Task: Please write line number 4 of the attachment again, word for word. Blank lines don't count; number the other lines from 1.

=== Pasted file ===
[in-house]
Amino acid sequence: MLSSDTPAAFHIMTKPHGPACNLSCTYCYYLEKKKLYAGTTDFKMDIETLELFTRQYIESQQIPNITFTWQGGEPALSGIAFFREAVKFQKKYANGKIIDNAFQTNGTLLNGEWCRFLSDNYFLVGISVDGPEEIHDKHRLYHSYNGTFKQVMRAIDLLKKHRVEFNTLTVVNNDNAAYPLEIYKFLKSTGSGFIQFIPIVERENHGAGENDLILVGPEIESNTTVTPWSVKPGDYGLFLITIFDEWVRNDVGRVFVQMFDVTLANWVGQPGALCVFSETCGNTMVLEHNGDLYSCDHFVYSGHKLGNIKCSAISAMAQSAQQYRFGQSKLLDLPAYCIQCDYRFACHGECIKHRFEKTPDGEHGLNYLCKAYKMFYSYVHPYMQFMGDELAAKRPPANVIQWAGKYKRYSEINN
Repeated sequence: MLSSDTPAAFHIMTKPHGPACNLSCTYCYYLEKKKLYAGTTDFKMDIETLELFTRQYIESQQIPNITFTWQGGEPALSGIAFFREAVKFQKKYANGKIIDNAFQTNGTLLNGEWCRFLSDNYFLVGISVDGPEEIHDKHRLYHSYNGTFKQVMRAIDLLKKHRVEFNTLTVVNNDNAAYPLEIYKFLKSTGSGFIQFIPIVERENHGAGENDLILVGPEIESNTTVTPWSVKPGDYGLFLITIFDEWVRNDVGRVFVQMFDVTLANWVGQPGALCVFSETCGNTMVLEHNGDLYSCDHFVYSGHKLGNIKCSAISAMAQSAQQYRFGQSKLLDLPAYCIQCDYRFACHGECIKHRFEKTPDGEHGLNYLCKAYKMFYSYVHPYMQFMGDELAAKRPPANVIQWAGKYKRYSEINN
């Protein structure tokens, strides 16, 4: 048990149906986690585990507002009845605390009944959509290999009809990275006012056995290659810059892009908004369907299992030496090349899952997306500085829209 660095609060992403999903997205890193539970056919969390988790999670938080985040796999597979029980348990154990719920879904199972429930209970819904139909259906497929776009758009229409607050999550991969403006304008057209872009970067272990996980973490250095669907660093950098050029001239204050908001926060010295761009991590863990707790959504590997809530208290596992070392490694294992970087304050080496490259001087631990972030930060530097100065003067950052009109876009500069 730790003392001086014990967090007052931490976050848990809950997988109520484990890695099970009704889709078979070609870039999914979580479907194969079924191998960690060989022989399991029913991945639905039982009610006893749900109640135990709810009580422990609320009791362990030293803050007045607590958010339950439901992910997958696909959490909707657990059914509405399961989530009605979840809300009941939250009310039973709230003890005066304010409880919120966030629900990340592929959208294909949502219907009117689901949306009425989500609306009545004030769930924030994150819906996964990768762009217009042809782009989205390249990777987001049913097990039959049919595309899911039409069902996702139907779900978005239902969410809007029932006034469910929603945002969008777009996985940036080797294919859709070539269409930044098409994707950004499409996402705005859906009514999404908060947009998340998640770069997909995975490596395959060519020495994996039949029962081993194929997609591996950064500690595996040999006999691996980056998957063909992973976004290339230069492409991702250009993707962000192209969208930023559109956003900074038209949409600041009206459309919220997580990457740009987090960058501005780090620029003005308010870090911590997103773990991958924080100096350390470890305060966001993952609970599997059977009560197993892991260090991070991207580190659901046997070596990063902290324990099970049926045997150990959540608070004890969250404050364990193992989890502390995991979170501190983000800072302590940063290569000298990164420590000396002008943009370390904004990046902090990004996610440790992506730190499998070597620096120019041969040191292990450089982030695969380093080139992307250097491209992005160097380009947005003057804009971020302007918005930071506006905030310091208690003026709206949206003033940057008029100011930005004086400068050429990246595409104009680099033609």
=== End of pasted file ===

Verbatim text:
């Protein structure tokens, strides 16, 4: 048990149906986690585990507002009845605390009944959509290999009809990275006012056995290659810059892009908004369907299992030496090349899952997306500085829209 660095609060992403999903997205890193539970056919969390988790999670938080985040796999597979029980348990154990719920879904199972429930209970819904139909259906497929776009758009229409607050999550991969403006304008057209872009970067272990996980973490250095669907660093950098050029001239204050908001926060010295761009991590863990707790959504590997809530208290596992070392490694294992970087304050080496490259001087631990972030930060530097100065003067950052009109876009500069 730790003392001086014990967090007052931490976050848990809950997988109520484990890695099970009704889709078979070609870039999914979580479907194969079924191998960690060989022989399991029913991945639905039982009610006893749900109640135990709810009580422990609320009791362990030293803050007045607590958010339950439901992910997958696909959490909707657990059914509405399961989530009605979840809300009941939250009310039973709230003890005066304010409880919120966030629900990340592929959208294909949502219907009117689901949306009425989500609306009545004030769930924030994150819906996964990768762009217009042809782009989205390249990777987001049913097990039959049919595309899911039409069902996702139907779900978005239902969410809007029932006034469910929603945002969008777009996985940036080797294919859709070539269409930044098409994707950004499409996402705005859906009514999404908060947009998340998640770069997909995975490596395959060519020495994996039949029962081993194929997609591996950064500690595996040999006999691996980056998957063909992973976004290339230069492409991702250009993707962000192209969208930023559109956003900074038209949409600041009206459309919220997580990457740009987090960058501005780090620029003005308010870090911590997103773990991958924080100096350390470890305060966001993952609970599997059977009560197993892991260090991070991207580190659901046997070596990063902290324990099970049926045997150990959540608070004890969250404050364990193992989890502390995991979170501190983000800072302590940063290569000298990164420590000396002008943009370390904004990046902090990004996610440790992506730190499998070597620096120019041969040191292990450089982030695969380093080139992307250097491209992005160097380009947005003057804009971020302007918005930071506006905030310091208690003026709206949206003033940057008029100011930005004086400068050429990246595409104009680099033609």